City Councilwoman Marti Emerald, who has continued to spearhead the fight on behalf of the drivers even as she goes through treatment for cancer, took to Facebook to savor the victory:
Celebrating a historic night for San Diego taxicab drivers. They all sacrificed losing wages and their jobs for fighting for what they believed in. I am glad that my colleagues understood the need to reform our taxicab industry and voted (8-1) to lift a 30 year cap on the number of permits. I share with the drivers the excitement they are feeling tonight with new opportunity they have to start their own small business as permit owners. As I told my staff earlier this afternoon, this is why we do this.
For Emerald, the cause was personal. She once drove a cab for a living.
The battle may not be over. Permit holders are lobbying Mayor Kevin Faulconer to veto the City Council vote and are threatening lawsuits. (Based on stories I’ve heard over the past couple of years, threatening is one thing these guys are very good at.)
From UT-San Diego:
….Critics say lifting the cap on permits will flood the streets with taxis when supply already outpaces demand. They also say the city is relying on a 2013 San Diego State University study that didn’t analyze how more taxis would affect demand in the local market….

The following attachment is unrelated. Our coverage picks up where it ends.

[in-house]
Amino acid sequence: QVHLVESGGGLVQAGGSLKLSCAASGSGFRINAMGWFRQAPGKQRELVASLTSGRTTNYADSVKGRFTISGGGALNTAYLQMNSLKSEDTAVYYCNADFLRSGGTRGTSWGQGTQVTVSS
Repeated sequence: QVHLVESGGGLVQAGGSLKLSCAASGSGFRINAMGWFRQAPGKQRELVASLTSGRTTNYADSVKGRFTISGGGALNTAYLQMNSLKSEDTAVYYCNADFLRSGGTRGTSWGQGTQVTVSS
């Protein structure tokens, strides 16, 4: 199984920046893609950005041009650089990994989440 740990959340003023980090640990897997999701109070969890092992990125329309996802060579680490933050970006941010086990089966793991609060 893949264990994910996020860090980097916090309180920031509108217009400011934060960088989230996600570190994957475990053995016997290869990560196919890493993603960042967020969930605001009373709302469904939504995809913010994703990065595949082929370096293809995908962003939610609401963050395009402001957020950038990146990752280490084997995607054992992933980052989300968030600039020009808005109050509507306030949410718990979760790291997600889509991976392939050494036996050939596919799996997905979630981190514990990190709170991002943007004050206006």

…Critics of the change said the SDSU study was biased, stressing that only drivers were surveyed, not medallion owners.
They also said drivers are known for underestimating their earnings to avoid taxes and to increase public sympathy. Why wouldn’t drivers take jobs at 7-Eleven if they were truly earning less than minimum wage, they asked….
The study referenced was actually done by both San Diego State University and the Center for Policy Initiatives.
These changes may be too little, too late. But it was the right thing for the Council to do, an assessment shared by both liberals and conservatives (except Lorie Zapf).
Again, from UT-San Diego:
Council President Todd Gloria, a Democrat, predicted Monday’s change wouldn’t be enough to keep the industry prospering in the face of new competition from ride-sharing services. He said the city might soon have to consider lowering taxi fares and requiring less insurance.
Doing the Right Thing on Net Neutrality
President Obama has urged the Federal Communications Commission to aggressively regulate Internet service providers such as Verizon and Comcast, treating broadband like a public utility as essential as water, phone service and electricity.
Now that the President has made a stand, Republicans like Senator Ted Cruz are against it.
“Net Neutrality” is Obamacare for the Internet; the Internet should not operate at the speed of government.
— Senator Ted Cruz (@SenTedCruz) November 10, 2014